Lower maintenance cost. Conventional magnetic tokens and paper-based machines had high maintenance costs due to frequent malfunctioning of the system. Paper-based tokens were often lost or damaged. Additionally, commuter throughput was comparatively much slow. Contactless AFC technology helps keep the maintenance cost low. Smart cards cut the expenses on magnetic token maintenance. Customer throughput is also much higher.
For example, Hong Kong’s Octopus smart card project for automated fare collection has improved the customer throughput rate through the terminal gates by up to 20 per cent. The system has been implemented across its railway, bus and ferry systems with more than 6200 equipment pieces and 250 distributed computers in place. With transition from magnetic technology to contactless AFC system, the business registered sales of over five million smartcards in 18 months and over $2.25 billion electronic cash transactions.
Checks frauds. Public transport providers incur financial losses due to fare or ticket evasions. Automated systems allow access to only those customers who have collected the token by making the payment or have sufficient fund balance in their smart cards. Additionally, analytics systems provided by AFC vendors give service providers a clear picture of the total fare collected each day against the number of customers served.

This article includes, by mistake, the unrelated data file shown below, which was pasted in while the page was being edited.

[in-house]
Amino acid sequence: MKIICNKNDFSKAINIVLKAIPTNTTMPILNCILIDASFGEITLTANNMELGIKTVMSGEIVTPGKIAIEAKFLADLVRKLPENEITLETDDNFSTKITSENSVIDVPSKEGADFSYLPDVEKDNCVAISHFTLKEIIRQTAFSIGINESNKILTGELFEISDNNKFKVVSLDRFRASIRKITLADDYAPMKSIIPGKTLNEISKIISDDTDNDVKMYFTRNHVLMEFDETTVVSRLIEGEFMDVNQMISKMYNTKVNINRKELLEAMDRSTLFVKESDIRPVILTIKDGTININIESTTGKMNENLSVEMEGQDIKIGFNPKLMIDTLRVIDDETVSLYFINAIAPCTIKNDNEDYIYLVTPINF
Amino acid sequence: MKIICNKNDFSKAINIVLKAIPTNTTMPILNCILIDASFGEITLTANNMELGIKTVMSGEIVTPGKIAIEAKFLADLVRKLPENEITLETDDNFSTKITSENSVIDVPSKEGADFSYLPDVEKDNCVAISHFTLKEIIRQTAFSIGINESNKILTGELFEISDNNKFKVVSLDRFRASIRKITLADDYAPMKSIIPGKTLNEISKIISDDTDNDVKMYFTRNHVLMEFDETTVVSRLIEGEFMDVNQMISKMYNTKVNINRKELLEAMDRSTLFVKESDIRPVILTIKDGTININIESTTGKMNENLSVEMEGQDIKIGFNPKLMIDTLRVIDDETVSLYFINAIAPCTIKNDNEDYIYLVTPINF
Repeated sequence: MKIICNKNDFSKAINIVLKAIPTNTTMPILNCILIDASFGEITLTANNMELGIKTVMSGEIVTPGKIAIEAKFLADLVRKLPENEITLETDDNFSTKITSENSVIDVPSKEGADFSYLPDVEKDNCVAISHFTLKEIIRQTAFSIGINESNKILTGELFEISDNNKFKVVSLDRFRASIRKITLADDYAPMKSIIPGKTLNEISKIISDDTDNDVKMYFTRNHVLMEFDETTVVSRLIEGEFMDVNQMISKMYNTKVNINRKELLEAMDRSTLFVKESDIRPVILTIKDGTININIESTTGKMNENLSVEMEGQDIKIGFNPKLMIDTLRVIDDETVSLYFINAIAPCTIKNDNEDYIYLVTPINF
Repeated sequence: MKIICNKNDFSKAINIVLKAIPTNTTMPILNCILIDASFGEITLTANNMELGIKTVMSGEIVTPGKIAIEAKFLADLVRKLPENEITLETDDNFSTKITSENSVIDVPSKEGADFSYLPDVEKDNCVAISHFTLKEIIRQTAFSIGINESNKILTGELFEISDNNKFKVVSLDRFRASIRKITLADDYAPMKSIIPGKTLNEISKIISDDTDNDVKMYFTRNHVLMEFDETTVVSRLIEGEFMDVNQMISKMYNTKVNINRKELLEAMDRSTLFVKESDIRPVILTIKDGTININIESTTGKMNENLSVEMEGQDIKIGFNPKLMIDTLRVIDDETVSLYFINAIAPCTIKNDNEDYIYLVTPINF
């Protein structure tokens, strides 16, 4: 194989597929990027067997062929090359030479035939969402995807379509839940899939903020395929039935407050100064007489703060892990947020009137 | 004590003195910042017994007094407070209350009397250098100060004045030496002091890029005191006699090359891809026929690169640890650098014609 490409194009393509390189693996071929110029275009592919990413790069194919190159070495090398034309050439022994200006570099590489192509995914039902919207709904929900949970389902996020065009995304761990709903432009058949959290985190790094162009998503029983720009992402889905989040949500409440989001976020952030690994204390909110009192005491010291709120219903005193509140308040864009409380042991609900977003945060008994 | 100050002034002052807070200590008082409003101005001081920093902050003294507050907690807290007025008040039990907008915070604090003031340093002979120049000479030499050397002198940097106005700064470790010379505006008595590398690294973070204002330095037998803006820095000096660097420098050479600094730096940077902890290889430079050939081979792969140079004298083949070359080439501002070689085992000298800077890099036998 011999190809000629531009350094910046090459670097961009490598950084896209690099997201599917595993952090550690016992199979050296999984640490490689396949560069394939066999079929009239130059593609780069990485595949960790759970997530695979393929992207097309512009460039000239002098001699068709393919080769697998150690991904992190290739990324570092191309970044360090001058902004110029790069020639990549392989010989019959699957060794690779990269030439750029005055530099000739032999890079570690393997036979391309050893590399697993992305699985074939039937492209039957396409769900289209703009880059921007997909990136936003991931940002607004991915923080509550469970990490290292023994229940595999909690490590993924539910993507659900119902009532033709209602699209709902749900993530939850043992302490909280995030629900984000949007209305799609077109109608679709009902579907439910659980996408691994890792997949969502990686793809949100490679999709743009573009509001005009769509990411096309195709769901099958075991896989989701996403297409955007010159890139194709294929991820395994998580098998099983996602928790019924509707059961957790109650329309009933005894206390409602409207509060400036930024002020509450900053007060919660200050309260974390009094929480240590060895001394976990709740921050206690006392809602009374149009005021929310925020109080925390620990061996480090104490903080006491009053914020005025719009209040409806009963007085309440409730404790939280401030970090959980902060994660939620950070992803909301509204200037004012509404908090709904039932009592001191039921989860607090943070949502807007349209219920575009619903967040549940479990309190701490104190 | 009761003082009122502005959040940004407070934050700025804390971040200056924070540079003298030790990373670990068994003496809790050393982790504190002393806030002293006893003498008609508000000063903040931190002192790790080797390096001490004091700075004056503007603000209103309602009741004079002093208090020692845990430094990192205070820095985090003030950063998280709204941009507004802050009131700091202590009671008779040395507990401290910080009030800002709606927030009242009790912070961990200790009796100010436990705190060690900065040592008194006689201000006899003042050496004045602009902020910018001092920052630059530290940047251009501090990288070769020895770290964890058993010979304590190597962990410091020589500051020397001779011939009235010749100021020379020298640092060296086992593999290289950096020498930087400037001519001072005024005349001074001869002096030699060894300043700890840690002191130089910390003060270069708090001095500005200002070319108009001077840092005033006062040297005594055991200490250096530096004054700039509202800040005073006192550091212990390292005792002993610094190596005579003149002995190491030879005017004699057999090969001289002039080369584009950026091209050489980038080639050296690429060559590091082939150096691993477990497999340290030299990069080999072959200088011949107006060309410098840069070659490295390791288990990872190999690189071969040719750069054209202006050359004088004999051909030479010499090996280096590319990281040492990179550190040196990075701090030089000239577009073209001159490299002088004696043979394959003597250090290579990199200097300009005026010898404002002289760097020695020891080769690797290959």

UK Department of Transport studies suggest that AFC systems can cut down fraud travel rates down to 1.5 per cent of the total travels. The UK saves almost $53 million (40 million pounds) of revenue through automated fare collection.
Back home in India, Mumbai had installed automated fare counter setups for its 2014 Monorail project. The two-phase project, installed by L&T Electrical and Automation, covered 17 stations of the Monorail line. The setup in each station included minimum one ticket vending machine, two ticket readers, three portable ticket decoders, two office machines and eight automatic gates—all channeled to a central server. Commuters have the option to avail smart cards as well as tokens. The setup has dramatically improved the business.
Supporting the cashless era. Automated faring counters allow multiple payment methods like cash, credit card or debit card. Smart cards can be recharged using additional payment methods like net banking and UPI-based transactions. Multi-mode payments based on distance, flat payments and collective payment options also enhance the customer convenience.